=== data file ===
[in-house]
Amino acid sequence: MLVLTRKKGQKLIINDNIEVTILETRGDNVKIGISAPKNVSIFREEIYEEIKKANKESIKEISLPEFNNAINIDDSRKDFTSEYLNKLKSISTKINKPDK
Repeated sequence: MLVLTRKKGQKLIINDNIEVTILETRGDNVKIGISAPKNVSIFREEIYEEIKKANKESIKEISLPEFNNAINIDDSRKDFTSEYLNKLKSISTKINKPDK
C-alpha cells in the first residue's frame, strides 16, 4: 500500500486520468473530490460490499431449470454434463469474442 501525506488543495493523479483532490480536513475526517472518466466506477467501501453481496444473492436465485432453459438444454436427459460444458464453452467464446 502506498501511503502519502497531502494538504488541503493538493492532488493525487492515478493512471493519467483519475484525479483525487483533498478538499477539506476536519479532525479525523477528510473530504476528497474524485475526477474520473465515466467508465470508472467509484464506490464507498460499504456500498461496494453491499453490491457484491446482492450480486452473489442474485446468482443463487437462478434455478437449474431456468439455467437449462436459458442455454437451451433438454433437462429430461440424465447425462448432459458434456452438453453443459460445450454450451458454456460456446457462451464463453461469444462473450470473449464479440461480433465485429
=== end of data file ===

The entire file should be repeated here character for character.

[in-house]
Amino acid sequence: MLVLTRKKGQKLIINDNIEVTILETRGDNVKIGISAPKNVSIFREEIYEEIKKANKESIKEISLPEFNNAINIDDSRKDFTSEYLNKLKSISTKINKPDK
Repeated sequence: MLVLTRKKGQKLIINDNIEVTILETRGDNVKIGISAPKNVSIFREEIYEEIKKANKESIKEISLPEFNNAINIDDSRKDFTSEYLNKLKSISTKINKPDK
C-alpha cells in the first residue's frame, strides 16, 4: 500500500486520468473530490460490499431449470454434463469474442 501525506488543495493523479483532490480536513475526517472518466466506477467501501453481496444473492436465485432453459438444454436427459460444458464453452467464446 502506498501511503502519502497531502494538504488541503493538493492532488493525487492515478493512471493519467483519475484525479483525487483533498478538499477539506476536519479532525479525523477528510473530504476528497474524485475526477474520473465515466467508465470508472467509484464506490464507498460499504456500498461496494453491499453490491457484491446482492450480486452473489442474485446468482443463487437462478434455478437449474431456468439455467437449462436459458442455454437451451433438454433437462429430461440424465447425462448432459458434456452438453453443459460445450454450451458454456460456446457462451464463453461469444462473450470473449464479440461480433465485429